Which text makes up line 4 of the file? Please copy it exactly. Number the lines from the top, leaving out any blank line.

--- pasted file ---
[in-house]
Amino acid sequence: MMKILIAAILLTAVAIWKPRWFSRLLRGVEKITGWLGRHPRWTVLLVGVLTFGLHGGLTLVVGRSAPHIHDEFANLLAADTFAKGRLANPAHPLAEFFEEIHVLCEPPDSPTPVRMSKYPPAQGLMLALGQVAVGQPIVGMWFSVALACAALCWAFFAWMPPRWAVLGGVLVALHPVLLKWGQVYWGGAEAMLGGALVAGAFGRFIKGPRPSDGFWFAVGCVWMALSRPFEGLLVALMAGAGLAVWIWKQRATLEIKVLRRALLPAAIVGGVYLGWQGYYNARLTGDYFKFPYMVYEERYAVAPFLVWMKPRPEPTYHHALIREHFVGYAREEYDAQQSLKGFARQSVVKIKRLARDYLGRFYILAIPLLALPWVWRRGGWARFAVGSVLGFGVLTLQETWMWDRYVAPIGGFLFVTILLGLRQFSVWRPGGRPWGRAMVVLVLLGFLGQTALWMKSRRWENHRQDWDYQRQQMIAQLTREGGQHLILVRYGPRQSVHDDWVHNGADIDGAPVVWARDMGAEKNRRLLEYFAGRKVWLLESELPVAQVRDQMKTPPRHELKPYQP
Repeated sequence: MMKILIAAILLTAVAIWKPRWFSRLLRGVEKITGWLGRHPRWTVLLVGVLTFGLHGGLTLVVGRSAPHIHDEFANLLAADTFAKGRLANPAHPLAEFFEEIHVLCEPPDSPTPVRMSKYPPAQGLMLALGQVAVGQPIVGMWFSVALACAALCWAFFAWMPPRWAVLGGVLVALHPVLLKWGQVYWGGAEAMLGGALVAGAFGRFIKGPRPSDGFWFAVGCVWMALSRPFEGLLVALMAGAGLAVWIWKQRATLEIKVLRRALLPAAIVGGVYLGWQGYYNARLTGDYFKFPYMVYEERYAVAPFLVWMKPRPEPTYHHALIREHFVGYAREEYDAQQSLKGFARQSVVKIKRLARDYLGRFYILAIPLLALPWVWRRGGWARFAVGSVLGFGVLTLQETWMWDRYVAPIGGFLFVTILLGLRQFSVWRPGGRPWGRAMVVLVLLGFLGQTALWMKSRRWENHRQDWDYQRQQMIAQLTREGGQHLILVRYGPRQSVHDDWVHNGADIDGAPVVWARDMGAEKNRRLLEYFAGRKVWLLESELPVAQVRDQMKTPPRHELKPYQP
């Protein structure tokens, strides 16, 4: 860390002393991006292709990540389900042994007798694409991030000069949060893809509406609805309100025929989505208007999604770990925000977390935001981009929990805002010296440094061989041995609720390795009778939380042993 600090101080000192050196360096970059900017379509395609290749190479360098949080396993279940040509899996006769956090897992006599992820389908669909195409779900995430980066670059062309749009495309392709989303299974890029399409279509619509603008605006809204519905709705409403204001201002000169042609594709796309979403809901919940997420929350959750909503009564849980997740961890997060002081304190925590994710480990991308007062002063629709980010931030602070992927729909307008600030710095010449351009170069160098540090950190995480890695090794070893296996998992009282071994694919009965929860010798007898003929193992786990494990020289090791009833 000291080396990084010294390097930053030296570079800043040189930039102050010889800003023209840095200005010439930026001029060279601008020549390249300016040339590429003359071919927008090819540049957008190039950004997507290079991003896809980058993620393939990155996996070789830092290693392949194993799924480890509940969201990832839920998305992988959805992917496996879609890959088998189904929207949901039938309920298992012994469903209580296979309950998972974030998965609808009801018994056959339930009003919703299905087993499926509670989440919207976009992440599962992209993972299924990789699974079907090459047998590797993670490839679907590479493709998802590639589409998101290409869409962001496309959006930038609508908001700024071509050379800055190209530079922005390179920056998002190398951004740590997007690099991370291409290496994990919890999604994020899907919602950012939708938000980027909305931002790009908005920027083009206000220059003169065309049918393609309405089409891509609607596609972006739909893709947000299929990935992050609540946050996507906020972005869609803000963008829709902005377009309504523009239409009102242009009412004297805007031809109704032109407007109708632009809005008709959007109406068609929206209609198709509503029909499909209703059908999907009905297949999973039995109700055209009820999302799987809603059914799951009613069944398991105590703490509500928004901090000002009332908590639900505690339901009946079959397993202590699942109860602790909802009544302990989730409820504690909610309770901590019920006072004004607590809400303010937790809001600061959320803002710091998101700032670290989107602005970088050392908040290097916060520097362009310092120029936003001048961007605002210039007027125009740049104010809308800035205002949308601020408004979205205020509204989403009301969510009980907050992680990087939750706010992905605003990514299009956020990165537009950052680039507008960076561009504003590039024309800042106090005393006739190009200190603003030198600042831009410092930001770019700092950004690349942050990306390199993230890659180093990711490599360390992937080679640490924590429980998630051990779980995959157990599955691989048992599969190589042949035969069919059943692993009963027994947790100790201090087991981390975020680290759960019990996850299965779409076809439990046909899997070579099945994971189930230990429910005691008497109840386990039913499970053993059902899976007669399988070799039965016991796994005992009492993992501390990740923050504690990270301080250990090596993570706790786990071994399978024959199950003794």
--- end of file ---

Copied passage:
């Protein structure tokens, strides 16, 4: 860390002393991006292709990540389900042994007798694409991030000069949060893809509406609805309100025929989505208007999604770990925000977390935001981009929990805002010296440094061989041995609720390795009778939380042993 600090101080000192050196360096970059900017379509395609290749190479360098949080396993279940040509899996006769956090897992006599992820389908669909195409779900995430980066670059062309749009495309392709989303299974890029399409279509619509603008605006809204519905709705409403204001201002000169042609594709796309979403809901919940997420929350959750909503009564849980997740961890997060002081304190925590994710480990991308007062002063629709980010931030602070992927729909307008600030710095010449351009170069160098540090950190995480890695090794070893296996998992009282071994694919009965929860010798007898003929193992786990494990020289090791009833 000291080396990084010294390097930053030296570079800043040189930039102050010889800003023209840095200005010439930026001029060279601008020549390249300016040339590429003359071919927008090819540049957008190039950004997507290079991003896809980058993620393939990155996996070789830092290693392949194993799924480890509940969201990832839920998305992988959805992917496996879609890959088998189904929207949901039938309920298992012994469903209580296979309950998972974030998965609808009801018994056959339930009003919703299905087993499926509670989440919207976009992440599962992209993972299924990789699974079907090459047998590797993670490839679907590479493709998802590639589409998101290409869409962001496309959006930038609508908001700024071509050379800055190209530079922005390179920056998002190398951004740590997007690099991370291409290496994990919890999604994020899907919602950012939708938000980027909305931002790009908005920027083009206000220059003169065309049918393609309405089409891509609607596609972006739909893709947000299929990935992050609540946050996507906020972005869609803000963008829709902005377009309504523009239409009102242009009412004297805007031809109704032109407007109708632009809005008709959007109406068609929206209609198709509503029909499909209703059908999907009905297949999973039995109700055209009820999302799987809603059914799951009613069944398991105590703490509500928004901090000002009332908590639900505690339901009946079959397993202590699942109860602790909802009544302990989730409820504690909610309770901590019920006072004004607590809400303010937790809001600061959320803002710091998101700032670290989107602005970088050392908040290097916060520097362009310092120029936003001048961007605002210039007027125009740049104010809308800035205002949308601020408004979205205020509204989403009301969510009980907050992680990087939750706010992905605003990514299009956020990165537009950052680039507008960076561009504003590039024309800042106090005393006739190009200190603003030198600042831009410092930001770019700092950004690349942050990306390199993230890659180093990711490599360390992937080679640490924590429980998630051990779980995959157990599955691989048992599969190589042949035969069919059943692993009963027994947790100790201090087991981390975020680290759960019990996850299965779409076809439990046909899997070579099945994971189930230990429910005691008497109840386990039913499970053993059902899976007669399988070799039965016991796994005992009492993992501390990740923050504690990270301080250990090596993570706790786990071994399978024959199950003794």